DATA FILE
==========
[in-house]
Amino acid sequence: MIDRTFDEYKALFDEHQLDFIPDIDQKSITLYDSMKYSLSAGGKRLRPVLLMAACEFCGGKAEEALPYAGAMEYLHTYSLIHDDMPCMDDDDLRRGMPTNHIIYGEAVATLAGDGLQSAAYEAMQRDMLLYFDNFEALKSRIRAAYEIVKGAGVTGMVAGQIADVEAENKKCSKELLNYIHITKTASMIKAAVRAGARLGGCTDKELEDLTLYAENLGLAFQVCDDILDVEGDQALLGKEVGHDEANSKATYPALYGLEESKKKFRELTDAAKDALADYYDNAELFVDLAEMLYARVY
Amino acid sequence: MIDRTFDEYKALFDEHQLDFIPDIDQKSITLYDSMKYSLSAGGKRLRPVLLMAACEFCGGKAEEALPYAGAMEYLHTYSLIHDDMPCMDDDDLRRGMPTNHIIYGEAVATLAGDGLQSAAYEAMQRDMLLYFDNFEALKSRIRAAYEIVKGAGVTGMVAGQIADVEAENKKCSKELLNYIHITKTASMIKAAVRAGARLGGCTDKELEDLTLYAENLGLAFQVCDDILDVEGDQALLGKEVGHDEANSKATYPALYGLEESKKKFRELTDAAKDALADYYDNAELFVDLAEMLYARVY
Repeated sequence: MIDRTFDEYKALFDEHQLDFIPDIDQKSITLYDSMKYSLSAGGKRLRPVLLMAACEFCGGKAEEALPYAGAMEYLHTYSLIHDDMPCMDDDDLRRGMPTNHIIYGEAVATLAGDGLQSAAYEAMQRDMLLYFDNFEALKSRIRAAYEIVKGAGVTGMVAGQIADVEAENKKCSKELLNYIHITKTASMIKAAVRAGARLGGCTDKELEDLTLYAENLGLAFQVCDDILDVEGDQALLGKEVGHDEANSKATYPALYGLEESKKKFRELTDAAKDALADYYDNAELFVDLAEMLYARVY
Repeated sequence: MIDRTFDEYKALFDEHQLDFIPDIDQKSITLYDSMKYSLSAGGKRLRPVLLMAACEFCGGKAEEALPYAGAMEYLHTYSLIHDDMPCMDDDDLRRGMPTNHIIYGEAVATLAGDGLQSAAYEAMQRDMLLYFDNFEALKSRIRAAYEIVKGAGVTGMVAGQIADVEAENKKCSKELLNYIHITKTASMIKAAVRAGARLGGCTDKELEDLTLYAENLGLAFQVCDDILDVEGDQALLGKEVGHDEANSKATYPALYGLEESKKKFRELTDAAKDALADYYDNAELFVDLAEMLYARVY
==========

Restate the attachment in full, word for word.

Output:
[in-house]
Amino acid sequence: MIDRTFDEYKALFDEHQLDFIPDIDQKSITLYDSMKYSLSAGGKRLRPVLLMAACEFCGGKAEEALPYAGAMEYLHTYSLIHDDMPCMDDDDLRRGMPTNHIIYGEAVATLAGDGLQSAAYEAMQRDMLLYFDNFEALKSRIRAAYEIVKGAGVTGMVAGQIADVEAENKKCSKELLNYIHITKTASMIKAAVRAGARLGGCTDKELEDLTLYAENLGLAFQVCDDILDVEGDQALLGKEVGHDEANSKATYPALYGLEESKKKFRELTDAAKDALADYYDNAELFVDLAEMLYARVY
Amino acid sequence: MIDRTFDEYKALFDEHQLDFIPDIDQKSITLYDSMKYSLSAGGKRLRPVLLMAACEFCGGKAEEALPYAGAMEYLHTYSLIHDDMPCMDDDDLRRGMPTNHIIYGEAVATLAGDGLQSAAYEAMQRDMLLYFDNFEALKSRIRAAYEIVKGAGVTGMVAGQIADVEAENKKCSKELLNYIHITKTASMIKAAVRAGARLGGCTDKELEDLTLYAENLGLAFQVCDDILDVEGDQALLGKEVGHDEANSKATYPALYGLEESKKKFRELTDAAKDALADYYDNAELFVDLAEMLYARVY
Repeated sequence: MIDRTFDEYKALFDEHQLDFIPDIDQKSITLYDSMKYSLSAGGKRLRPVLLMAACEFCGGKAEEALPYAGAMEYLHTYSLIHDDMPCMDDDDLRRGMPTNHIIYGEAVATLAGDGLQSAAYEAMQRDMLLYFDNFEALKSRIRAAYEIVKGAGVTGMVAGQIADVEAENKKCSKELLNYIHITKTASMIKAAVRAGARLGGCTDKELEDLTLYAENLGLAFQVCDDILDVEGDQALLGKEVGHDEANSKATYPALYGLEESKKKFRELTDAAKDALADYYDNAELFVDLAEMLYARVY
Repeated sequence: MIDRTFDEYKALFDEHQLDFIPDIDQKSITLYDSMKYSLSAGGKRLRPVLLMAACEFCGGKAEEALPYAGAMEYLHTYSLIHDDMPCMDDDDLRRGMPTNHIIYGEAVATLAGDGLQSAAYEAMQRDMLLYFDNFEALKSRIRAAYEIVKGAGVTGMVAGQIADVEAENKKCSKELLNYIHITKTASMIKAAVRAGARLGGCTDKELEDLTLYAENLGLAFQVCDDILDVEGDQALLGKEVGHDEANSKATYPALYGLEESKKKFRELTDAAKDALADYYDNAELFVDLAEMLYARVY